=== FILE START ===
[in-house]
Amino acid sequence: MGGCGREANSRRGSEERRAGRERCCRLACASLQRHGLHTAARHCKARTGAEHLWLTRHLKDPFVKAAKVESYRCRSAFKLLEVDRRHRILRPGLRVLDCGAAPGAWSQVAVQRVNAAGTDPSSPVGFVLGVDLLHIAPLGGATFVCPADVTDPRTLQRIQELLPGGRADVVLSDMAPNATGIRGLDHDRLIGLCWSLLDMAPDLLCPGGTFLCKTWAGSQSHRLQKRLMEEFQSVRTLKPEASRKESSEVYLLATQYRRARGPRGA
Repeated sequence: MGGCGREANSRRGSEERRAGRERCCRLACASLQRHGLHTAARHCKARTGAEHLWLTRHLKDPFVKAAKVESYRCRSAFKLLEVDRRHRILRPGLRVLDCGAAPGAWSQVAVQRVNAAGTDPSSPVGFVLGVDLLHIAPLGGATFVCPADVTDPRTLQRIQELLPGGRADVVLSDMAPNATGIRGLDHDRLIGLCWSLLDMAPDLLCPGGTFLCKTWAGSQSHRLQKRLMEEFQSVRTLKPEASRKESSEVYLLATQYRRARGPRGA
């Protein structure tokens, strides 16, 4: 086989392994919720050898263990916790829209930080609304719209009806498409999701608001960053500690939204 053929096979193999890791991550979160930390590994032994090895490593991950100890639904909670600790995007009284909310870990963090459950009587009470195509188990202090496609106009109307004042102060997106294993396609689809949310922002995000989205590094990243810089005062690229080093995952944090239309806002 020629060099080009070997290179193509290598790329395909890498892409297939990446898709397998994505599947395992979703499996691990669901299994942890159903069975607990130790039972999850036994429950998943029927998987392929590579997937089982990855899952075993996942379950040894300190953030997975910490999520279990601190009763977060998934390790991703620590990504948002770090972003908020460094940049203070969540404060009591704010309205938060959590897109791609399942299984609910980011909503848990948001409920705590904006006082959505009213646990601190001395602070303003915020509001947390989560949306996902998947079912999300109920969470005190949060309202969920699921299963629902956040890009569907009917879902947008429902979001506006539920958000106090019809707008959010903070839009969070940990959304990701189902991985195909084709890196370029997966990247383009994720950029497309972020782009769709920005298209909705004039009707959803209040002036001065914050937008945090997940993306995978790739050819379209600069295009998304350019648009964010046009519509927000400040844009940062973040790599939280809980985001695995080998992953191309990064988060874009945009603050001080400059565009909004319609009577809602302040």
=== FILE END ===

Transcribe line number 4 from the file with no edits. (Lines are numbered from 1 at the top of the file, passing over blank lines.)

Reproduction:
């Protein structure tokens, strides 16, 4: 086989392994919720050898263990916790829209930080609304719209009806498409999701608001960053500690939204 053929096979193999890791991550979160930390590994032994090895490593991950100890639904909670600790995007009284909310870990963090459950009587009470195509188990202090496609106009109307004042102060997106294993396609689809949310922002995000989205590094990243810089005062690229080093995952944090239309806002 020629060099080009070997290179193509290598790329395909890498892409297939990446898709397998994505599947395992979703499996691990669901299994942890159903069975607990130790039972999850036994429950998943029927998987392929590579997937089982990855899952075993996942379950040894300190953030997975910490999520279990601190009763977060998934390790991703620590990504948002770090972003908020460094940049203070969540404060009591704010309205938060959590897109791609399942299984609910980011909503848990948001409920705590904006006082959505009213646990601190001395602070303003915020509001947390989560949306996902998947079912999300109920969470005190949060309202969920699921299963629902956040890009569907009917879902947008429902979001506006539920958000106090019809707008959010903070839009969070940990959304990701189902991985195909084709890196370029997966990247383009994720950029497309972020782009769709920005298209909705004039009707959803209040002036001065914050937008945090997940993306995978790739050819379209600069295009998304350019648009964010046009519509927000400040844009940062973040790599939280809980985001695995080998992953191309990064988060874009945009603050001080400059565009909004319609009577809602302040």